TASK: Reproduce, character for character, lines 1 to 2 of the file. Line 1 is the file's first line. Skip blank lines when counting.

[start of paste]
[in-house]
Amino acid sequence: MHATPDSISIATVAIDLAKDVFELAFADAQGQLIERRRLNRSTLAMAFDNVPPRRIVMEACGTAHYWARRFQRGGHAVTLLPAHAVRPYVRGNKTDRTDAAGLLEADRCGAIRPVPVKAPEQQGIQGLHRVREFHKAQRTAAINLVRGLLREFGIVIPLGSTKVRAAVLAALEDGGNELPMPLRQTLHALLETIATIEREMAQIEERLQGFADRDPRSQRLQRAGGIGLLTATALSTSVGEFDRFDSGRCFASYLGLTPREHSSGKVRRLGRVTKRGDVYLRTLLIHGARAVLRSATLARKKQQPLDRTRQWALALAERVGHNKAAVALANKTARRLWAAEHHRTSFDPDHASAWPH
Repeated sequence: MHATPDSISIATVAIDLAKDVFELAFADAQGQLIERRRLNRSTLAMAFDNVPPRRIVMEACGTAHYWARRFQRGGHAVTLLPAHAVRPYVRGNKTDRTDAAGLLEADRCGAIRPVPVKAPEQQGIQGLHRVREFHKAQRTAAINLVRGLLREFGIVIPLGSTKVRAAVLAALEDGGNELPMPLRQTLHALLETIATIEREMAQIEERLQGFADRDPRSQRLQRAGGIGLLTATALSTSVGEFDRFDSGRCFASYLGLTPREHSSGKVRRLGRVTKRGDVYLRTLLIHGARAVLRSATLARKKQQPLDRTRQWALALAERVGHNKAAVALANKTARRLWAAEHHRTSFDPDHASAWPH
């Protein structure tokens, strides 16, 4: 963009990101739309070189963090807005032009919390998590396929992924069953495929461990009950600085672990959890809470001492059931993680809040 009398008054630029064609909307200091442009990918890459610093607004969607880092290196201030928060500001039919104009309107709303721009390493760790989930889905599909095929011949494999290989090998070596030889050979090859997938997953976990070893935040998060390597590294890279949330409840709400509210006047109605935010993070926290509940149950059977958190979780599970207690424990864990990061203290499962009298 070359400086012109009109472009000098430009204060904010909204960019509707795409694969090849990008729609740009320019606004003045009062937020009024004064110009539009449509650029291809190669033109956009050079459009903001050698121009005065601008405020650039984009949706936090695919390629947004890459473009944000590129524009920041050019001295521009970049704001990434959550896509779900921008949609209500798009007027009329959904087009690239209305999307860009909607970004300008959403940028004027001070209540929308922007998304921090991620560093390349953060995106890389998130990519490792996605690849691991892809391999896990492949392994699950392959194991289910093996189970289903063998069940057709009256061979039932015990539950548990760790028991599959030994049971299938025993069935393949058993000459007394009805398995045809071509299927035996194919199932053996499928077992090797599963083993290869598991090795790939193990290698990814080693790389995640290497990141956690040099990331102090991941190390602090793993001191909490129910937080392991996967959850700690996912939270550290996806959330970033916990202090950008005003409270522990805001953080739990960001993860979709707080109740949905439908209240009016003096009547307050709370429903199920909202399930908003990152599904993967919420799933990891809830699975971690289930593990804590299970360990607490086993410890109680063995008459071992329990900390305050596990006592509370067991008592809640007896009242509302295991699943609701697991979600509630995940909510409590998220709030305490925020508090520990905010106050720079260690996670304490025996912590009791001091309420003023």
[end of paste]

[in-house]
Amino acid sequence: MHATPDSISIATVAIDLAKDVFELAFADAQGQLIERRRLNRSTLAMAFDNVPPRRIVMEACGTAHYWARRFQRGGHAVTLLPAHAVRPYVRGNKTDRTDAAGLLEADRCGAIRPVPVKAPEQQGIQGLHRVREFHKAQRTAAINLVRGLLREFGIVIPLGSTKVRAAVLAALEDGGNELPMPLRQTLHALLETIATIEREMAQIEERLQGFADRDPRSQRLQRAGGIGLLTATALSTSVGEFDRFDSGRCFASYLGLTPREHSSGKVRRLGRVTKRGDVYLRTLLIHGARAVLRSATLARKKQQPLDRTRQWALALAERVGHNKAAVALANKTARRLWAAEHHRTSFDPDHASAWPH